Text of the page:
Kent Thalman:

like the same particular film is so interesting. Cause I know Hitchcock did it once or twice. yeah, that's true. But the, the interesting thing is, is that many people say that all filmmakers just make the same film over and over again. And like Ozu is like a good example of that, where you watch it. And you're like,

Barrett Burgin:

even like

Kent Thalman:

COTA now who's like kind of a child of Ozu in some ways. Maybe a, like a nephew or But he's like, There are things that were deeply interesting to us, but like, I don't know. Yeah. You're just gonna have to fail. That's I'd never, I'd like to know who that is.

Barrett Burgin:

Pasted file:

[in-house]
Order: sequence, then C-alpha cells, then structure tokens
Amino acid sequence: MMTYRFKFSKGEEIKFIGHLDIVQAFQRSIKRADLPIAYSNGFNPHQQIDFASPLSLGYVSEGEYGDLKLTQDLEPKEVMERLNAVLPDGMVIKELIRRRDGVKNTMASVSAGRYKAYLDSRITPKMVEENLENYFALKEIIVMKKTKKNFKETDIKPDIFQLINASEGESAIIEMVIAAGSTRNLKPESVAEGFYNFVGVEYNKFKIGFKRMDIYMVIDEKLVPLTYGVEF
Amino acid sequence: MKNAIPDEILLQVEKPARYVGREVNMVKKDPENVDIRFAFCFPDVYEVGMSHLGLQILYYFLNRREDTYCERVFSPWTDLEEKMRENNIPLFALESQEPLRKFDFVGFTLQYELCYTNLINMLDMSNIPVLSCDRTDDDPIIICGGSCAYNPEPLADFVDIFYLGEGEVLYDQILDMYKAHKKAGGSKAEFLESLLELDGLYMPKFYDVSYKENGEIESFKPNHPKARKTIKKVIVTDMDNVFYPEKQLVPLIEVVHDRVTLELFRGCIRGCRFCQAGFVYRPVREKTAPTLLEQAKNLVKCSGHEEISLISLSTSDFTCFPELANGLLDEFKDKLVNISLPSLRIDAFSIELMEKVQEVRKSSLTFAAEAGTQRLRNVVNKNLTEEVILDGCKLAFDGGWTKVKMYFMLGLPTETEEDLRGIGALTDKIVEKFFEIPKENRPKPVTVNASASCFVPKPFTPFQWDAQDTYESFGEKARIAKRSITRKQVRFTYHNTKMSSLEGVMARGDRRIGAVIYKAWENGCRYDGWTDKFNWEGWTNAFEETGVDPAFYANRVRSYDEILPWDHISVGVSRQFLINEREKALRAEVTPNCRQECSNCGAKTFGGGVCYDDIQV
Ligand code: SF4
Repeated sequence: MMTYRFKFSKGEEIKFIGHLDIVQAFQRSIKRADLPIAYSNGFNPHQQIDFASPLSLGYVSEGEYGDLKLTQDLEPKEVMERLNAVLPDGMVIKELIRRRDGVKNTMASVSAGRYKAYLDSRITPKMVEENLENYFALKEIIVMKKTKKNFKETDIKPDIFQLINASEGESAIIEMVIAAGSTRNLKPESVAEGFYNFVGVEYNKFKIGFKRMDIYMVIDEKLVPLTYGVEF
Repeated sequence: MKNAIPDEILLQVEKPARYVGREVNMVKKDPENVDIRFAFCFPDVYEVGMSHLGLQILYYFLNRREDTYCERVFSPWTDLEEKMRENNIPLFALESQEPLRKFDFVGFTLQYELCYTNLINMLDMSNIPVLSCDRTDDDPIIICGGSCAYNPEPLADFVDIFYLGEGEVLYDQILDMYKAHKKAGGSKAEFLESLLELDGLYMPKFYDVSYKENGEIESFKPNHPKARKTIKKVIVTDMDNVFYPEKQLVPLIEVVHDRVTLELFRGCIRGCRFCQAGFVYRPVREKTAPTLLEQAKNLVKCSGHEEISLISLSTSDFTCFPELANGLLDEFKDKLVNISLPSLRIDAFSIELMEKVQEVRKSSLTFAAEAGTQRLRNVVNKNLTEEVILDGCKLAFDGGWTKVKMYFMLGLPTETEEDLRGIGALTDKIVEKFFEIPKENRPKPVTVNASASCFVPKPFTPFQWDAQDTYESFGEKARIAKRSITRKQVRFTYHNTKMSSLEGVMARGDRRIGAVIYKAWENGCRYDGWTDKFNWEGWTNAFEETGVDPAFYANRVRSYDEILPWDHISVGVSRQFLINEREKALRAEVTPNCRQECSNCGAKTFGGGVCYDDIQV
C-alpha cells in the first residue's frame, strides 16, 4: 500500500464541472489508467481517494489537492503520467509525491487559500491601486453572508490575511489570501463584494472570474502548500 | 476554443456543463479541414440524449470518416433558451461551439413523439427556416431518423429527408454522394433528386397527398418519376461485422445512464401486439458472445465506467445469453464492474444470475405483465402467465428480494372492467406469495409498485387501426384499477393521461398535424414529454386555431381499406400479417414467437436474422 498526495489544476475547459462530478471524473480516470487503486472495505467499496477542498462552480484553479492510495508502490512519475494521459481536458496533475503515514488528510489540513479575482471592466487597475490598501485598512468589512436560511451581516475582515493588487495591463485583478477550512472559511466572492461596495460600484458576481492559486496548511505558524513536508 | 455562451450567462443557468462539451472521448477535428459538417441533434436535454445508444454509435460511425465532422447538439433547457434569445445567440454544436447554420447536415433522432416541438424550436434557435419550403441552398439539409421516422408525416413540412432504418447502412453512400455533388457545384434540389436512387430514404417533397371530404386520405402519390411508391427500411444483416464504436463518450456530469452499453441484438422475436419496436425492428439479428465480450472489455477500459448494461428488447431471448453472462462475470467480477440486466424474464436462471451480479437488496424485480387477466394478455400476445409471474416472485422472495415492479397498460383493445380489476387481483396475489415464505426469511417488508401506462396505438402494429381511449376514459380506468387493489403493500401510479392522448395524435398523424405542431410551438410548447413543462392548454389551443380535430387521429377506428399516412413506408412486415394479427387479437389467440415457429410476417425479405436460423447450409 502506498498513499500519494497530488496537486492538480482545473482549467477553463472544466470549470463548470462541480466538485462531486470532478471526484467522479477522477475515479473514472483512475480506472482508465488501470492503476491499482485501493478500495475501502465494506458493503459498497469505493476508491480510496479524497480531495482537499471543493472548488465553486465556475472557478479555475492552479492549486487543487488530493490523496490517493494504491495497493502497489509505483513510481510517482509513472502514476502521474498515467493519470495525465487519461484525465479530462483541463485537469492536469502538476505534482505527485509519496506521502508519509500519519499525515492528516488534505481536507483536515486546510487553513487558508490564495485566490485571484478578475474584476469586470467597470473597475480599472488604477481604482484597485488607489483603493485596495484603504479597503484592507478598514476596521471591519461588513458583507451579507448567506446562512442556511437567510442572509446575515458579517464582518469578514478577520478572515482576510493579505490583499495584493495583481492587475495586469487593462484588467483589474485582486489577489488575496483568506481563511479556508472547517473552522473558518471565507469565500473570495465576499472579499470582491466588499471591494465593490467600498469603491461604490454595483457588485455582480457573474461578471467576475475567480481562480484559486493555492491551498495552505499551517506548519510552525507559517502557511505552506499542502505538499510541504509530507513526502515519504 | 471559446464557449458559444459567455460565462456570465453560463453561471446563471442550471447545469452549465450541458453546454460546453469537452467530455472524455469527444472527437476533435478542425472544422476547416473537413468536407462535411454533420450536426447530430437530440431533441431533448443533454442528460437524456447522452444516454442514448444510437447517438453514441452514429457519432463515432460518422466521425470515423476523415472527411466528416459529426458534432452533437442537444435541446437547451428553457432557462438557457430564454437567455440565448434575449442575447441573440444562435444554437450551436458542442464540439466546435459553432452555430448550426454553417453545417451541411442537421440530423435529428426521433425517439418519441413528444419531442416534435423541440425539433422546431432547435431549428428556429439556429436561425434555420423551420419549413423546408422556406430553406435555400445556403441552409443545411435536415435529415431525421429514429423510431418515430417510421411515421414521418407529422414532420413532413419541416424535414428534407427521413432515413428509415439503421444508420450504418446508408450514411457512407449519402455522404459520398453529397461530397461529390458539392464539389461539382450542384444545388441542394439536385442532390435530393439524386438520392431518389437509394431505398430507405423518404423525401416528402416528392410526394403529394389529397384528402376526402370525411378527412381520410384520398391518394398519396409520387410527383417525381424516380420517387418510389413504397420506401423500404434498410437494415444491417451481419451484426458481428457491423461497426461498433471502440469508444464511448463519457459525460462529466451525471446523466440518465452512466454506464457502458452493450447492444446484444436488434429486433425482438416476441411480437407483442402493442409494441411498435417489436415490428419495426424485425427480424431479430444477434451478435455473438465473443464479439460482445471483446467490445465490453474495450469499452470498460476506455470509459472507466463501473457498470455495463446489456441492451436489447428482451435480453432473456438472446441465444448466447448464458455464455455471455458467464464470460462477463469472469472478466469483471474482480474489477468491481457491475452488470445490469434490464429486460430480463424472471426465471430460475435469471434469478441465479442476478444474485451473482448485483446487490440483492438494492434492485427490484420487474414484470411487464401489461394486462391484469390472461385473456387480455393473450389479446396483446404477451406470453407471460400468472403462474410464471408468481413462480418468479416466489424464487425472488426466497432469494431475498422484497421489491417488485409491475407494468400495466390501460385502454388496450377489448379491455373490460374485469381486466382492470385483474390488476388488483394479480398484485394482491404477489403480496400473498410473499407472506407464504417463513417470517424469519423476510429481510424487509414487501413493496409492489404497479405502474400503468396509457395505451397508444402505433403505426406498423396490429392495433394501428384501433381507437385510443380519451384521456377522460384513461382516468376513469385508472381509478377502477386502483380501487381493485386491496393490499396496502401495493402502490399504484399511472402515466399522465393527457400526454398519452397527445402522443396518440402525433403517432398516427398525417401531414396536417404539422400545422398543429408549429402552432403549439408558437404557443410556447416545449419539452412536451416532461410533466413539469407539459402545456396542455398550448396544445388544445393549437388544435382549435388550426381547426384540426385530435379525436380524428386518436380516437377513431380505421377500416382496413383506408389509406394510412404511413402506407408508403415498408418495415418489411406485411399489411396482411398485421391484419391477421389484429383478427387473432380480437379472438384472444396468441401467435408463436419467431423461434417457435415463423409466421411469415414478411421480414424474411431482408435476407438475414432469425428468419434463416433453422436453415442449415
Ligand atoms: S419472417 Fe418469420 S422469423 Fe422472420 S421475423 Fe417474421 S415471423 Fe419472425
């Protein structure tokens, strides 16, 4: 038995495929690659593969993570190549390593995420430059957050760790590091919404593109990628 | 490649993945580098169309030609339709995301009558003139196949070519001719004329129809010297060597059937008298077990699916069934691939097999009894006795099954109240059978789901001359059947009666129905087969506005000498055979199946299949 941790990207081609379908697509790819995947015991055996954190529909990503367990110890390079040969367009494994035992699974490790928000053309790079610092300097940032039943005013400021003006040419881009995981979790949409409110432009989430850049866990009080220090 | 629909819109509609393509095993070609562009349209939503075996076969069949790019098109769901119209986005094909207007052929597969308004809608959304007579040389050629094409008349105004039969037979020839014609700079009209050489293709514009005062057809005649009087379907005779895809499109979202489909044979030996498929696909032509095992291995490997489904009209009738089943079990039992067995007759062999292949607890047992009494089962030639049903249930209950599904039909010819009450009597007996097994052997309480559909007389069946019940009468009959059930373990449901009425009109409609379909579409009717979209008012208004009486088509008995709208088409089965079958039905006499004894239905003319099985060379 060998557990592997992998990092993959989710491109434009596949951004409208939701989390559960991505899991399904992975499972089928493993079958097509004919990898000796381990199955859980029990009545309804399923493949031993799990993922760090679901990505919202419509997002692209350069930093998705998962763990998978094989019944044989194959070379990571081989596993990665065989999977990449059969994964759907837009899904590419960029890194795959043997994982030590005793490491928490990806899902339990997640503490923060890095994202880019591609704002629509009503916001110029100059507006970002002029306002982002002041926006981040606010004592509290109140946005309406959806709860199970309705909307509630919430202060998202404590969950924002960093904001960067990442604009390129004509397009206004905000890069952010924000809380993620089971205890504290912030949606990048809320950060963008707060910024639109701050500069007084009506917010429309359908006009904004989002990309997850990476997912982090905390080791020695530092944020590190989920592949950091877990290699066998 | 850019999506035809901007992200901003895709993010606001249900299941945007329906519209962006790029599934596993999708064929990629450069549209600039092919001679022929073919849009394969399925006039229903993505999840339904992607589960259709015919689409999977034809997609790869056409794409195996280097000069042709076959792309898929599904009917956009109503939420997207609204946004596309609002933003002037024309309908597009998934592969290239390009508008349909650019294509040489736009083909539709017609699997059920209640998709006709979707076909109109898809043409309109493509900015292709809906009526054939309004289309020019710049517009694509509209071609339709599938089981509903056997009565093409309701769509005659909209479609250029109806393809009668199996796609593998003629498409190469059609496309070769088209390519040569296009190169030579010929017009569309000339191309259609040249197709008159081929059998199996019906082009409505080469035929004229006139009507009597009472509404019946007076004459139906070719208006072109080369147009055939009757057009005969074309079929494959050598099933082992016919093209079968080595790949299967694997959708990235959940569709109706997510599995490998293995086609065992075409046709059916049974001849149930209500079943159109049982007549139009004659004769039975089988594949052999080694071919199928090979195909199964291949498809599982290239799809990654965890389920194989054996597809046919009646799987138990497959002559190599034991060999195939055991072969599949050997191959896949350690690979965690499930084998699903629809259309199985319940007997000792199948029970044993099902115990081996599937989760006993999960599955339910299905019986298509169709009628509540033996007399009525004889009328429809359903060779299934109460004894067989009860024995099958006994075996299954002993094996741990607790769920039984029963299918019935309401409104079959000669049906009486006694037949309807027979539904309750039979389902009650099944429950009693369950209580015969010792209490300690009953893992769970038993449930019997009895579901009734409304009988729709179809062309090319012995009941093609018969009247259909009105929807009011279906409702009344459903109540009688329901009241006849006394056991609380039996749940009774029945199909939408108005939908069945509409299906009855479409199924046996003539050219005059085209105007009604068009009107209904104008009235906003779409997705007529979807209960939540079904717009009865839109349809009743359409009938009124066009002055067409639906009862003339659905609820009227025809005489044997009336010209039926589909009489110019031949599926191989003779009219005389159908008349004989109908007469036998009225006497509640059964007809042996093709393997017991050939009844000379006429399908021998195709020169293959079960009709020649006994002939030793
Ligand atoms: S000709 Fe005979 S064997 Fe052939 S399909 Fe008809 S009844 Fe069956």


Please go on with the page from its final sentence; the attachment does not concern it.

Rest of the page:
I'll I'll, I'll look into that. I can't remember where I heard it, but I'll, I'll find it somewhere cuz it was that'd be great. Yeah. I'd love to intriguing story. So the other question I have for you is, is just getting into the specifics of how you approached the finances. And you did talk about that a little bit, but if we're allowed to know, like, what was the budget of the film? What have you made on the back end? All of that sure would be really interesting. We, we shot everything for 11 grand, and that was our original budget. And that 11 grand was raised the same way that people raised similar to that amount for a short film. I put a few thousand dollars into it. Mason put several thousand, we found generous. I, I would almost call them more donors than investors. I mean, we're gonna pay them back, but, but they, they never intended to see that money back. So it was like a grand here, a grand there, 500 here, 500 there, some parents helped. And we just kind of pulled that. I didn't do a Kickstarter because I've done that once. And I, I think that, Kickstart's amazing resource that, I wanna be careful not to overuse, right. Because when you put it out there, it becomes like, okay, here you go. And so we kickstarted the next door, but since then, I've usually gone off of sort of the, the clout of whatever my previous film was. And so we were able to raise 11 grand for, for cryo. And that covered really like our hard costs that covered craft that covered our location, our production design, you know, that crazy location where we shot was kind of pre preset. Roman, a lady who we hired brought his own area, Alexa classic. He had his own lights, you know, we rented some stuff, but so much of it was just, was just either donated or pooled or whatever. And then of course, as, as. Mentioned nobody was paid, on the front end, none of us. And everybody knew that was the, the risk going in. And, and I preferred that most of them thought, well, we may never see money from this. We're just doing this for, for fun. And, and because people have jobs or school or whatever, we had a lot of day players. We were just, we were just kind of rotating through people. It was like, Hey, do you wanna come work three days on cryo? And we, in fact, at the time in 2018, we kind of almost tried to create a certain mystique about it. And that worked. We purposely did not put out calls to anyone. We didn't post about it. We would just call individuals and say, Hey, if you can work, can you find somebody for the next thing? And, and our, our tactic worked perfectly, which was that after like five days of shooting, we were getting Fu like, Hey, what, what's this thing what's going on? What, why aren't I on the shoot? And sometimes. Utilizing FOMO works so much better and begging somebody to come do something because they're like, well, I don't know. But if it's like, what, there's a shoe, Barrett's doing something. What is the secret project? You know? And, and that got us tons of people to come and play for a day. And we could just hold the line. And our, our key people is who kind of maintained the vision and, and kept it going. And so that was all the budget that we'd spent. I mean, there were. Only hundreds here or there that we didn't really count the cost of, you know, that was, that was just gas or food or dinners for actors or whatever. And I don't mean on set. I mean, just, you know, yeah. Kind of whining and dining. And then. Once we got to that point where I mentioned where I was super stressed about post, because we finally locked the cut with no budget. And like that alone was just, it just took so long that I was like, I can't do two more years of this. Like I can't do, you know, begging people to work on VFX shots and whatever. I, I came up with a number in my mind. I was like, I think I need like 30 grand to finish this properly, you know, to, to, to buy out a sound editor, to buy out, VFX artists and whatnot. And even then having to stretch it and still not everybody getting all paid at the same time. The thing. Those people got paid up front, so they will not have any deferred pay when it comes in the back end. And so, because of that, while none of our rates were extremely high, the deferred pay rates were a little higher than the upfront rates kind of balancing if that makes sense. Yeah. And, and sure enough, I, I found a generous investor who watched half the film and decided, yep. I, I have the money. I can do it. I'm gonna dump 30 grand into this. That's not that much to have to get back if we're able to sell it. That definitely made it very real in like, we need to find distribution for this, but even doing just some of the crunching, the numbers, it's like, we could have made that back. If we had, have done our own theatrical run, like that's just not anything for making a movie. And so, so the total budget was about 41 grand. And so that, that money went quick, just kind of spread to different, different places, different people. And then. And then once we sold it to, to Saban, I'm not sure that I'm, I'm able to say exactly how much, but it covered all our hard investments. And so, and like I said, I'm, I'm not gonna see any money from this until we've paid back our whole crew. Then, if we keep making deals, then I'll be in profit. And like the four of us who are up on the above the line, we'll be in profit. But, but yeah, it, it easily covered our 41, which was great. And so, and then, and then paying our sales agents as well, a percentage of whatever we make from those deals. So the important thing is that nobody lost money. It's very, very good to make your investors, their money back. The people who worked for deferred pay are. Have mostly forgotten about it. you know, they just moved on with their lives. If we make that money back, they will have a nice windfall later on, which only in increases their, their confidence in, in working with me. And they are all aware as I sent out on an email being very transparent about what the sort of the, the, the financial process is going to look like. They're aware that my director's fee, since I had to charge one for step's paperwork was $1 and that I'll be the last person to make money. And so, so they'll eat first. I think that's only fair, especially given the fact that I stand to win the most from this movie. Like, it's my name on the poster. It's me getting in the articles and whatnot. And so I wanna make sure the crew is recognized, taken care of and know that if, if, if anything happens with it, they'll, they'll, they'll benefit from it. That's great. And did you predetermine with them what the deferred pay would be? So you kind of have that number Uhhuh yep. We know our actual budget. Yeah. So our actual budget, which included includes that 41, of the hard investments is somewhere closer to like between 150 to $200,000, which is actually kind of what it should be for, for a movie of the size mm-hmm And so, however, that's not our budget, that's not what we write down because that that's money has never been spent. That's just money that will go into their pockets if we make money from it. But that if, if I were to do this again, well, I guess when I do this again, cuz I'll never do it to Fred pay. Set up again. I think you have one of those, like a Kickstarter, like yeah. If you become like the deferred pay guy and people are just like, no, man, like I'm not working, but you can do one. And when you're a student, you know, so for, for, for my next film, I know I need at least that much. I mean, I have some, some treatments and some ideas that are more in the five mill range, but like there's one I'm working on that would probably need a budget about 500,000. And then we could just pay everyone up front set. Some of that, aside from marketing, it would still be a really tight, small picture, like, like cryo is. Yeah.